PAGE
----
In this week’s Round-Up we are discussing various tech giants battling gender balance, melanoma and rush hour traffic.
Beware, the Lioness
Ogilvy, Google, and Unstereotype Alliance have come together to create an app that helps create awareness about the female perspective in the advertising industry and, in short, help break through gender bias and dynamic. Using their creative prowess, and a selection of Google’s unrivalled instruments, the app, Lioness, features intuitive functions that bring alive the reality women are facing in the workplace, through augmented reality. Though its initial launch date was set to coincide with the Cannes Lion Festival in June, it will now be released sometime later this Autumn.
No de naturale
That’s the message the UK’s Advertising Standard Authority (ASA) is sending after banning a Facebook advert for natural contraception app, Natural Cycles, earlier this week. The app, which was conceived and created by Swedish nuclear physicist, Dr. Elina Berglund Scherwitzl, and her husband, Raoul Scherwitzl, uses a basal thermometer and built-in algorithm to determine when a woman is and isn’t fertile throughout the month. Since its launch in 2014, Natural Cycles has been a massive success. However, a recent complaint to the UK Watchdog could change all of that. Three women have recently come forward, saying that they were misled by the product. An investigation by the UK ASA supported the claim with phrases used in the ad, such as “highly accurate”, considered to be misleading.
Get checked. Period.
Full stops are giving the full picture thanks to online media outlet, PopSugar, and branding agency, Doner. The two have come together with organisation, Melanoma Know More, to disrupt PopSugar readers’ regular viewing with interactive sentence ends. From the 30th of September, readers who scroll over full stops (or periods, as they are called in the states) in health and beauty articles will be provided with vital education on detecting melanoma and other skin abnormalities. With the goal of detection and providing information on when to seek screening, testing, and treatment, Doner are opening up their hearts - and technology - offering it to any brand or media company that wants to add it their full stops in order to help spread the message.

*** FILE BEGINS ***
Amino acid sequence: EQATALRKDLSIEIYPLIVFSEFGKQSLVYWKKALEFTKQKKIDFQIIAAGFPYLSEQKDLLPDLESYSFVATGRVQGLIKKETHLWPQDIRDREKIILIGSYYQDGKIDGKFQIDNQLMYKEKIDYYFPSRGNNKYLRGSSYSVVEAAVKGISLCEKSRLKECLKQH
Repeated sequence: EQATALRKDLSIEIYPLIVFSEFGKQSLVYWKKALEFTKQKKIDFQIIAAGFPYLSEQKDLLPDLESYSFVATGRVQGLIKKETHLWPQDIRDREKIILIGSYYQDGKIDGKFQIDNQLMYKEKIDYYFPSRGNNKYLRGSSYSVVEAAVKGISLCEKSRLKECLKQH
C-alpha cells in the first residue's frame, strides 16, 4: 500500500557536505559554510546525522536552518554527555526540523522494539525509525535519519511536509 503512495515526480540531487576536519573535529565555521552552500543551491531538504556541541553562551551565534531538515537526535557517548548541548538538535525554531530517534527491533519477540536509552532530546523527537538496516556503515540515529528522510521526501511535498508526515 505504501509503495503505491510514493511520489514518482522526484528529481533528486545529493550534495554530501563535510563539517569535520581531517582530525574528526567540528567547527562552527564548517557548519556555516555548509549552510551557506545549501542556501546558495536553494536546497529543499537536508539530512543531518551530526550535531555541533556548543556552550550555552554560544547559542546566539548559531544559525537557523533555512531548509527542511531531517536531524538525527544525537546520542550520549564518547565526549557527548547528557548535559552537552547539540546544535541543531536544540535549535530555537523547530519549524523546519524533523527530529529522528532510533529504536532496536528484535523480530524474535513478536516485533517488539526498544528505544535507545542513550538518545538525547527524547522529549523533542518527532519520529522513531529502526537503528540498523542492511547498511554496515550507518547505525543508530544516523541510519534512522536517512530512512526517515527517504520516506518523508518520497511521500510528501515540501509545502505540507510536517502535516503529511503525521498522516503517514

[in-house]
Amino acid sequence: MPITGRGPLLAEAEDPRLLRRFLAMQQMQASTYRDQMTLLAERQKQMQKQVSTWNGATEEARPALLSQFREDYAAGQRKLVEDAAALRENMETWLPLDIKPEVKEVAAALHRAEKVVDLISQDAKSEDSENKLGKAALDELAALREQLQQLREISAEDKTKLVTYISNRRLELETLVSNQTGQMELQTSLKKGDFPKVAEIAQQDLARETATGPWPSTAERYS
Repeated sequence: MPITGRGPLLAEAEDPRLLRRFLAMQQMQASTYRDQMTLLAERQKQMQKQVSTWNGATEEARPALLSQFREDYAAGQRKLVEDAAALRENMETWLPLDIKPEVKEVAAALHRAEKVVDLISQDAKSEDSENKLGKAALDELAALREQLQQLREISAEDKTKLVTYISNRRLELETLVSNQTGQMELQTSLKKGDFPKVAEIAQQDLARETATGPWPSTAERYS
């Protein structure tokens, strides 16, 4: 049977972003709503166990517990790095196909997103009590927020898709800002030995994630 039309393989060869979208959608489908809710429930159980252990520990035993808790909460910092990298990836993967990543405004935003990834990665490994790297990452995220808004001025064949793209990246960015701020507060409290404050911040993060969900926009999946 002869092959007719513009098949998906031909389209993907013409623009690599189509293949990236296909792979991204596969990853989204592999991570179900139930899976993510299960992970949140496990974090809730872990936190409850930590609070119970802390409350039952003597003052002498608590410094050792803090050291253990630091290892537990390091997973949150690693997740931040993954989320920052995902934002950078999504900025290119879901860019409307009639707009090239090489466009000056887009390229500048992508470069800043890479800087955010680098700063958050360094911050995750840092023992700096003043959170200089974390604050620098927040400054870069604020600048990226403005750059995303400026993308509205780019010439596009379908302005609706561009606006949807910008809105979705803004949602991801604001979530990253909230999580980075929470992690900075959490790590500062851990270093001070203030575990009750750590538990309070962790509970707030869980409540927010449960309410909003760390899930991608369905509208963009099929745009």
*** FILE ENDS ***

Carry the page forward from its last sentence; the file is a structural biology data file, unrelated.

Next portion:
In brands we trust
Transparency breeds trust. That’s according to the recent Social Media and the Evolution of Transparency report, released in the US earlier this week. The study, which surveyed 1,000 consumers, revealed that when it came down to fostering loyalty in consumers, transparency was the key. Though brands are always encouraged to be as transparent as possible, the big reveal was the extent to which consumers expected it. While it is fair that 81% of consumers say that businesses have a responsibility to be transparent on social, the surprise was that they set these standards higher than for politicians (79% ), friends (66%), or even themselves (71%).
Taking the long way round
With the taxi game all sewn up, Uber is looking to take on another chunk of the mobility market by introducing e-bikes and electrical scooters to its service. The idea, born from the inefficiency of taking a taxi during rush hour traffic, involved Uber acquiring the Japanese bike-sharing startup, Jump, earlier this year. So far these electrified bikes have been rolled out in a number of metropolitan cities across the US. Closer to home, Berlin is the first European city to add these alternative modes of transport to its Uber menu – watch this space for more.
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